Upon this point we cannot be too clear: it is not nationality that is threatened by the League of Nations, it is this ‘power’ obsession, which used national feeling in an entirely Machiavellian spirit. And this power idea carries with it much more mischief than the threat of sudden war and the attendant necessities of armament. It is about the nuclei of these European power systems that the current conceptions of economic warfare and territorial exploitation have grown. It is to them that we owe the conception of peace as a phase of military preparation during which there is a systematic attempt to put rivals at an economic disadvantage. And it will be clear that an abandonment of the idea of the world as a conflict of powers involves not merely the abandonment of ideas essentially militarist, but also the abandonment of the idea of the world as a conflict of economic systems.
So, as we penetrate these common prepossessions of an age which is now drawing to a close, the positive as compared with the negative side of the League of Nations proposal opens out. Behind the primarily negative project of ’no war upon earth,′ appears as a necessary corollary a new economic phase in history, in which there will be a collective regard for the common weal of mankind. The examination and elaboration of the possibilities of economic world-control, already immensely foreshadowed by the gigantic poolings that have been forced upon the powers allied against Germany, is one of the most rapidly expanding chapters in the study of the League of Nations project.
Another considerable body of criticism hostile to the League of Nations proposal is grouped about certain moral facts. Before concluding these introductory remarks, it is advisable to discuss this, not merely in order to answer so much of it as amounts to an argument against the world-league project, but also because it opens out before us the real scope of the League of Nations proposal. There seems to be a disposition in certain quarters to underestimate the scale upon which a League of Nations project can be planned. It is dealt with as if it were a little legal scheme detached from the main body of human life. It seems to be assumed that some little group of ’jurists,′ sitting together in a permanent conference at The Hague or in New York, will be able to divert the whole process of humanity into new channels, to overcome the massive, multitudinous, and tremendous forces that make for armed conflict and warfare among men, and to inaugurate a new era of peace throughout the world.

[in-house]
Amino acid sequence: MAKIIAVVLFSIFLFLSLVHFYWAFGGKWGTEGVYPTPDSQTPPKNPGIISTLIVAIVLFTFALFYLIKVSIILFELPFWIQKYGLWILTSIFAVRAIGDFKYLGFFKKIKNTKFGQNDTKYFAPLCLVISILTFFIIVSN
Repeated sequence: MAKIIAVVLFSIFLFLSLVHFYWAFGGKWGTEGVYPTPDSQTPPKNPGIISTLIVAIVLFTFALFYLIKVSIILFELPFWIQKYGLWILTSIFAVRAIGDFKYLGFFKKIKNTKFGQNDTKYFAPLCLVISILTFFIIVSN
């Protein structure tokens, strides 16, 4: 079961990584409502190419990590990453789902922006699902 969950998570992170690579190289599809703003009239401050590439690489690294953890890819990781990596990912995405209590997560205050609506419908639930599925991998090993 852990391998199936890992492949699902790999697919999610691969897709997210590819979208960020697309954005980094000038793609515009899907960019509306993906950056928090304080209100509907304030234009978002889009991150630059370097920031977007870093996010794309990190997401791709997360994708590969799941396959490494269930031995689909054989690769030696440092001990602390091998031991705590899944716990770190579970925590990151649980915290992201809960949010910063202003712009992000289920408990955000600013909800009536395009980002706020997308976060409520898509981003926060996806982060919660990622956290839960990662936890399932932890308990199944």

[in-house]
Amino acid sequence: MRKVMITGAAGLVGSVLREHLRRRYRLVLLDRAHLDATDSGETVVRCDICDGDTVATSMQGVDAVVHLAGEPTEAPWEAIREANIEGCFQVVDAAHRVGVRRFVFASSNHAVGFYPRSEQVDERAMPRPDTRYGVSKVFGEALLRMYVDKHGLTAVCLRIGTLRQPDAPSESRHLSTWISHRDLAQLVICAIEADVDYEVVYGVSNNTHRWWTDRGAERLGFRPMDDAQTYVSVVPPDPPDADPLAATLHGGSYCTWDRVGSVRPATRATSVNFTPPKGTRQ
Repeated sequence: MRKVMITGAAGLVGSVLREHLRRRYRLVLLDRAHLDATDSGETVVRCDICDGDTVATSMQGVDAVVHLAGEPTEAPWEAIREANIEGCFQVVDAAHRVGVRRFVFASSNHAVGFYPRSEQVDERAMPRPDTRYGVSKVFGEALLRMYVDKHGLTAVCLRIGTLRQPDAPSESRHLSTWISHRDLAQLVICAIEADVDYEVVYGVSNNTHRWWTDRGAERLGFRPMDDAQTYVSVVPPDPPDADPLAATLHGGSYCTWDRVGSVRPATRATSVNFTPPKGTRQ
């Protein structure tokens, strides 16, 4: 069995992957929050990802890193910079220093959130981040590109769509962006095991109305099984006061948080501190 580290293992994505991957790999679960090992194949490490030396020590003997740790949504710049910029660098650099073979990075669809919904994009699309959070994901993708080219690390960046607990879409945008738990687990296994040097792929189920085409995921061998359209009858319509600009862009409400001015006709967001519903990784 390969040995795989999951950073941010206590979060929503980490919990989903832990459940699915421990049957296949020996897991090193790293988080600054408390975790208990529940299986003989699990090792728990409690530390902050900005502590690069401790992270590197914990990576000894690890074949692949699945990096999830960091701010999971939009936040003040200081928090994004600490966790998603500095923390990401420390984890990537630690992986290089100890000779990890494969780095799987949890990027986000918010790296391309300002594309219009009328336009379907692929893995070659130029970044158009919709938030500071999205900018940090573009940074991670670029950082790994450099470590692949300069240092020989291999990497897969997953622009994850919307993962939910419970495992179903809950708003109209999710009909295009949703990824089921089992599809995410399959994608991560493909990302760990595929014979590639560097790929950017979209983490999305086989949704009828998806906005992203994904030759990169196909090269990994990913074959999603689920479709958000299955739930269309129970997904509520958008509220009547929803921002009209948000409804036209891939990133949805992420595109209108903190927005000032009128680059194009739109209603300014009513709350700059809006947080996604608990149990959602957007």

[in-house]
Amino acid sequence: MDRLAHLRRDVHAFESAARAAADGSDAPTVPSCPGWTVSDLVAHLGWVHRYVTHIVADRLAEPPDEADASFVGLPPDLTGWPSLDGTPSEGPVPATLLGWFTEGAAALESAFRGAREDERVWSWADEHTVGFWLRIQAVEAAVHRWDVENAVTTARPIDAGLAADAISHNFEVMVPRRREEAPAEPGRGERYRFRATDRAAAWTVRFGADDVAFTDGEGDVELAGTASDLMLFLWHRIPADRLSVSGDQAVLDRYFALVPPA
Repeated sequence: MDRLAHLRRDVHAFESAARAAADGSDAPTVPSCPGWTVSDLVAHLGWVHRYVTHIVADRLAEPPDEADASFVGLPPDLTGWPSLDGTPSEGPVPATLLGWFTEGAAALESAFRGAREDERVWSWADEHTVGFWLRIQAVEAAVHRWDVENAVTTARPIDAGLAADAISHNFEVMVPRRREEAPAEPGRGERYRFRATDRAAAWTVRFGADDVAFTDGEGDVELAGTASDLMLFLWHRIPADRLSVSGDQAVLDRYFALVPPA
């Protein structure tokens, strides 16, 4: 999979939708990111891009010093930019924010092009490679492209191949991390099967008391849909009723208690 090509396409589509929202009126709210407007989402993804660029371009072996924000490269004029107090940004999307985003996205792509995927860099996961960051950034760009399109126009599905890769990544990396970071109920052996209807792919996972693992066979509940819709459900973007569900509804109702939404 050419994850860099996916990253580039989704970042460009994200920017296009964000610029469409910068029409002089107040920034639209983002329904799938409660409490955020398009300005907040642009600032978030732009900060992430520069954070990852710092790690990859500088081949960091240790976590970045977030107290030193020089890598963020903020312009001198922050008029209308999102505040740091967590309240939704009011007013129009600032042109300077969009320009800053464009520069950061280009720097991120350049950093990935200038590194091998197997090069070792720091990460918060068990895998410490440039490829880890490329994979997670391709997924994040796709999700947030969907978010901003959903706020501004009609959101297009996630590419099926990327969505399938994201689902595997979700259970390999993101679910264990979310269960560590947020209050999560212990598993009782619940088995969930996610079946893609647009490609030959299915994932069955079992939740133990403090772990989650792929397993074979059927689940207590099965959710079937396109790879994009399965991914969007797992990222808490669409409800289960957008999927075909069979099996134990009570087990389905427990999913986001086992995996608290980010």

The change we contemplate here is not to be so easily achieved. It is a project of world-politics, and there is no modest way of treating such a project. It would be better left alone than treated timidly. It is a change in which nations and political and educational svstems are the counters, and about which we must think, if we are to think effectively, in terms of the wealth of nations and millions of men. It is a proposal to change the life and mentality of everyone on earth.
Now the thought of those who direct their attention to the moral probabilities of a world-peace turns largely upon the idea of loyalty. They apprehend man as a creature of intense essential egotism, who has to be taught and trained very painfully and laboriously to unselfishness, and the substitution of great and noble ends for base and narrow ones. They argue that he was in his origins a not very social creature who has been forced by his own inventions into a larger circle of intercourse. He had learned his first unselfishness from his mother in the family group; he had been tamed into devotion by the tribe and his tribal religion; the greater dangers of a solitary life had enforced these subjugations upon him. But he still relapses very readily into base self-seeking. His loyalty to his nation may easily become a mere extension of his personal vanity; his religious faith a cloak for hatred of and base behavior toward unbelievers. In times of peace and security, the great forms in which he lives do so tend to degenerate. And the great justification of war from this point of view is that it creates a phase of national life in which a certain community of sacrifice to a common end, a certain common faithfulness and helpfulness, is exacted as a matter of course from every citizen. Men are called upon to die, and all are called upon to give help and suffer privations. War gives reality to loyalty. It is the fire that makes fine the clay of solidarity. The war-phase has been hitherto a binding and confirming phase in the life of communities, while peace has been a releasing and relaxing phase. And if we are to contemplate a state of the world in which there is to be no warfare, we must be prepared also, these critics argue, for a process of moral disintegration.